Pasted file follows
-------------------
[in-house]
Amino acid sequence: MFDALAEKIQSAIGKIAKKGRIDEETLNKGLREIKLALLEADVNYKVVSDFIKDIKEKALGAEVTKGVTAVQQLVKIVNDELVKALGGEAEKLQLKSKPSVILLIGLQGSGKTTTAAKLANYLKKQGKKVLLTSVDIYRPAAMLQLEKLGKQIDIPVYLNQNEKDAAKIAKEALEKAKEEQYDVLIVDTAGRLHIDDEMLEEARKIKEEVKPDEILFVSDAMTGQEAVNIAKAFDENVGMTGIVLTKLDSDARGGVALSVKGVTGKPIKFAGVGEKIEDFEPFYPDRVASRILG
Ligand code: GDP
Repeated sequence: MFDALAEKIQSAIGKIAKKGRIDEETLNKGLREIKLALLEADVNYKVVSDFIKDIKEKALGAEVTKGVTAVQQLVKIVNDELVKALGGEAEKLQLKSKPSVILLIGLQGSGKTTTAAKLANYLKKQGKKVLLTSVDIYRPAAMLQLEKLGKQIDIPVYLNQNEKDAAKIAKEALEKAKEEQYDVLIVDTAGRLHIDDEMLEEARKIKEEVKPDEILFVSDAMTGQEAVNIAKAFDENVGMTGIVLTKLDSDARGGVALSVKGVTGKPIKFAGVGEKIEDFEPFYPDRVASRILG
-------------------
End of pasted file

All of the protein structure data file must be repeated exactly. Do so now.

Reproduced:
[in-house]
Amino acid sequence: MFDALAEKIQSAIGKIAKKGRIDEETLNKGLREIKLALLEADVNYKVVSDFIKDIKEKALGAEVTKGVTAVQQLVKIVNDELVKALGGEAEKLQLKSKPSVILLIGLQGSGKTTTAAKLANYLKKQGKKVLLTSVDIYRPAAMLQLEKLGKQIDIPVYLNQNEKDAAKIAKEALEKAKEEQYDVLIVDTAGRLHIDDEMLEEARKIKEEVKPDEILFVSDAMTGQEAVNIAKAFDENVGMTGIVLTKLDSDARGGVALSVKGVTGKPIKFAGVGEKIEDFEPFYPDRVASRILG
Ligand code: GDP
Repeated sequence: MFDALAEKIQSAIGKIAKKGRIDEETLNKGLREIKLALLEADVNYKVVSDFIKDIKEKALGAEVTKGVTAVQQLVKIVNDELVKALGGEAEKLQLKSKPSVILLIGLQGSGKTTTAAKLANYLKKQGKKVLLTSVDIYRPAAMLQLEKLGKQIDIPVYLNQNEKDAAKIAKEALEKAKEEQYDVLIVDTAGRLHIDDEMLEEARKIKEEVKPDEILFVSDAMTGQEAVNIAKAFDENVGMTGIVLTKLDSDARGGVALSVKGVTGKPIKFAGVGEKIEDFEPFYPDRVASRILG